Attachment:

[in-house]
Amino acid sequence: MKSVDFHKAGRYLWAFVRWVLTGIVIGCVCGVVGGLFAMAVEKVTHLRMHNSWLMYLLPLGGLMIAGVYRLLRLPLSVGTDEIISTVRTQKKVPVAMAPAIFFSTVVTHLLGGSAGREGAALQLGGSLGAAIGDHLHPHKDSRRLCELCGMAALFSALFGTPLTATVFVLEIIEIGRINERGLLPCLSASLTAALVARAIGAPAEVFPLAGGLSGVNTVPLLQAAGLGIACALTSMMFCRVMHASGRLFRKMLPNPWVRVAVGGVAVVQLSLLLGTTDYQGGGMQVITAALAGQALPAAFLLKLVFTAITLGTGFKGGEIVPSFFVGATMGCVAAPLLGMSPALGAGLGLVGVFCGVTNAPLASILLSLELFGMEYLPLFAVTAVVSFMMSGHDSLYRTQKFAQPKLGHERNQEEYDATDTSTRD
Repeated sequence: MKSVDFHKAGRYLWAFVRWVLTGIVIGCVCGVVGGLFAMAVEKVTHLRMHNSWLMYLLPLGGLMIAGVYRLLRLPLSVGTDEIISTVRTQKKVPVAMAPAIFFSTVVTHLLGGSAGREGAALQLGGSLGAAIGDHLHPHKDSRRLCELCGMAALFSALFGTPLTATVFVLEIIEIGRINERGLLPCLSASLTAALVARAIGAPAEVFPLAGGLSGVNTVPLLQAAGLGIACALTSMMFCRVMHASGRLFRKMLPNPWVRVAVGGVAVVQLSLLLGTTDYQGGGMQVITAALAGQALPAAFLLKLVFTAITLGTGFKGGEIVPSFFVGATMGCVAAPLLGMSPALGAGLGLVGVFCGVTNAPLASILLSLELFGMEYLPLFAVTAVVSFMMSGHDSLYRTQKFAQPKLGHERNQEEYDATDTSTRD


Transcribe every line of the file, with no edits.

[in-house]
Amino acid sequence: MKSVDFHKAGRYLWAFVRWVLTGIVIGCVCGVVGGLFAMAVEKVTHLRMHNSWLMYLLPLGGLMIAGVYRLLRLPLSVGTDEIISTVRTQKKVPVAMAPAIFFSTVVTHLLGGSAGREGAALQLGGSLGAAIGDHLHPHKDSRRLCELCGMAALFSALFGTPLTATVFVLEIIEIGRINERGLLPCLSASLTAALVARAIGAPAEVFPLAGGLSGVNTVPLLQAAGLGIACALTSMMFCRVMHASGRLFRKMLPNPWVRVAVGGVAVVQLSLLLGTTDYQGGGMQVITAALAGQALPAAFLLKLVFTAITLGTGFKGGEIVPSFFVGATMGCVAAPLLGMSPALGAGLGLVGVFCGVTNAPLASILLSLELFGMEYLPLFAVTAVVSFMMSGHDSLYRTQKFAQPKLGHERNQEEYDATDTSTRD
Repeated sequence: MKSVDFHKAGRYLWAFVRWVLTGIVIGCVCGVVGGLFAMAVEKVTHLRMHNSWLMYLLPLGGLMIAGVYRLLRLPLSVGTDEIISTVRTQKKVPVAMAPAIFFSTVVTHLLGGSAGREGAALQLGGSLGAAIGDHLHPHKDSRRLCELCGMAALFSALFGTPLTATVFVLEIIEIGRINERGLLPCLSASLTAALVARAIGAPAEVFPLAGGLSGVNTVPLLQAAGLGIACALTSMMFCRVMHASGRLFRKMLPNPWVRVAVGGVAVVQLSLLLGTTDYQGGGMQVITAALAGQALPAAFLLKLVFTAITLGTGFKGGEIVPSFFVGATMGCVAAPLLGMSPALGAGLGLVGVFCGVTNAPLASILLSLELFGMEYLPLFAVTAVVSFMMSGHDSLYRTQKFAQPKLGHERNQEEYDATDTSTRD